FIGURE 1

FIGURE 1

So how is deep learning transforming health care delivery? One of the most common applications is in image analysis where learning algorithms can improve the speed and accuracy of feature detection, segmentation, pattern detection, and classification. In 2017, Esteva and colleagues1 published impressive results training a neural network with nearly 130,000 images to detect cancerous skin lesions. Their method outperformed a panel of 21 expert dermatologists. Others have used deep learning methods to analyze histological specimens and radiographic images. MD Anderson and Memorial Sloan Kettering have both worked with IBM's Watson group to augment expert review panels for selecting cancer therapies. In 2016, Gulshan and colleagues2 evaluated the ability of a deep learning algorithm trained on more than 125,000 images to detect diabetic retinopathy and diabetic macular edema. They showed high sensitivity and specificity when compared with trained expert examiners.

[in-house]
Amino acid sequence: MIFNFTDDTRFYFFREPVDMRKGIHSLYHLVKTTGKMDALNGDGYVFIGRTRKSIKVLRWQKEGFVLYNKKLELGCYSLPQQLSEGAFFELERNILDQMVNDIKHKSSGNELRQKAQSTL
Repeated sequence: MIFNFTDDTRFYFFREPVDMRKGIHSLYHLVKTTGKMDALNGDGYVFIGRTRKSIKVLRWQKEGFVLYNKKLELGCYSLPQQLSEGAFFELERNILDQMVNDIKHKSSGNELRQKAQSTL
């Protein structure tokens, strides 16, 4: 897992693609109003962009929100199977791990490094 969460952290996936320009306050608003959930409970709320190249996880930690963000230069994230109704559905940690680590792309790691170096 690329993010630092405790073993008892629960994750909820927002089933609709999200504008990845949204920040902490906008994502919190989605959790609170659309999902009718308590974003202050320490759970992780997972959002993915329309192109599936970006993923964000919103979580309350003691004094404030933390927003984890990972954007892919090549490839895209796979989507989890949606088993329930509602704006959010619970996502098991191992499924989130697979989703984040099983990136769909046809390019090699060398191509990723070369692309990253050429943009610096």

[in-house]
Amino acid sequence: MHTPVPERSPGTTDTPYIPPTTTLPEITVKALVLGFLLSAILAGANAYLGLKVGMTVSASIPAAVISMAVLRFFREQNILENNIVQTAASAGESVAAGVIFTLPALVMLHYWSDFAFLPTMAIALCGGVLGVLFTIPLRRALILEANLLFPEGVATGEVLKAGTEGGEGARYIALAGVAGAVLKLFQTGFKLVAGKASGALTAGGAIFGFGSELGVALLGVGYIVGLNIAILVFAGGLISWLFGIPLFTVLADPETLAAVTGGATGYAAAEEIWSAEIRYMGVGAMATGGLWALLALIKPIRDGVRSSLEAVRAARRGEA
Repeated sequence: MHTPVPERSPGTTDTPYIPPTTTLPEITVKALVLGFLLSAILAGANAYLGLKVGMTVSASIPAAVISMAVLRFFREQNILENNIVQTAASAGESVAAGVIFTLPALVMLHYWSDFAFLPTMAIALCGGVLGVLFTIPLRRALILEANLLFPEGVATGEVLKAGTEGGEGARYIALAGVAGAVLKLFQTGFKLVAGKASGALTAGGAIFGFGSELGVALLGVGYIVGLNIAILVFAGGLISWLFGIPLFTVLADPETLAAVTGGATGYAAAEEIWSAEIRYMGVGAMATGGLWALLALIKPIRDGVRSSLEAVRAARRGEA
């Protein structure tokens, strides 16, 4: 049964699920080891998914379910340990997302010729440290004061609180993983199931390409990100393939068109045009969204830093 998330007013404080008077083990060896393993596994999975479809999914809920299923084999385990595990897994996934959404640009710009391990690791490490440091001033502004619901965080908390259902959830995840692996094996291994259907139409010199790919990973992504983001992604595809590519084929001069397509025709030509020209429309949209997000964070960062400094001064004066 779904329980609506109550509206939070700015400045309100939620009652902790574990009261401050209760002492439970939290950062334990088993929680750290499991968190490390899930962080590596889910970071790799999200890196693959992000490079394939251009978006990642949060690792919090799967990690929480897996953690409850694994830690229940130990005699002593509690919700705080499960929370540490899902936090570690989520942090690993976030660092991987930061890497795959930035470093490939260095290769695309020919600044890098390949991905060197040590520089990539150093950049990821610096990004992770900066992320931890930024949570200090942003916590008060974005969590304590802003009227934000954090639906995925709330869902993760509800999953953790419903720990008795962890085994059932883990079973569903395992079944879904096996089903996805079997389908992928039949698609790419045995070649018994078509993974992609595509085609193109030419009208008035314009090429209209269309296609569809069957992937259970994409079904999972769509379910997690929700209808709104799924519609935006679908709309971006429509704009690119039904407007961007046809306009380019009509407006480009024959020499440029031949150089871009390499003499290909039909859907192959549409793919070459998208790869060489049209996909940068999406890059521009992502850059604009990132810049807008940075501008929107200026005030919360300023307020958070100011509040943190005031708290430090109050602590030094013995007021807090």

Another application of deep learning in health care is for genomic health. Early on, the use of genotyping for medical care involved a targeted search for a few specific variations in genetic code that could be linked to disease phenotypes. The idea was that if we could find the gene associated with type 2 diabetes we could rapidly develop effective cures for the disease. As it turns out, there are hundreds of genetic variants associated with developing type 2 diabetes, and no single base pair can explain why an individual develops the disease. As genotyping becomes more common and can be performed with higher resolution, we learn. With larger data sets, it becomes possible to see the probabilistic nature of how disease, demographics, environment, and genotype intersect. Deep learning can be leveraged to help identify genetic patterns associated with disease. Our understanding of genetic health risks will transform from identifying rare conditions driven by one or a few genetic markers to risk and the probability of disease taking into account a multitude of genes and their interaction with other individual environmental and behavioral risk factors.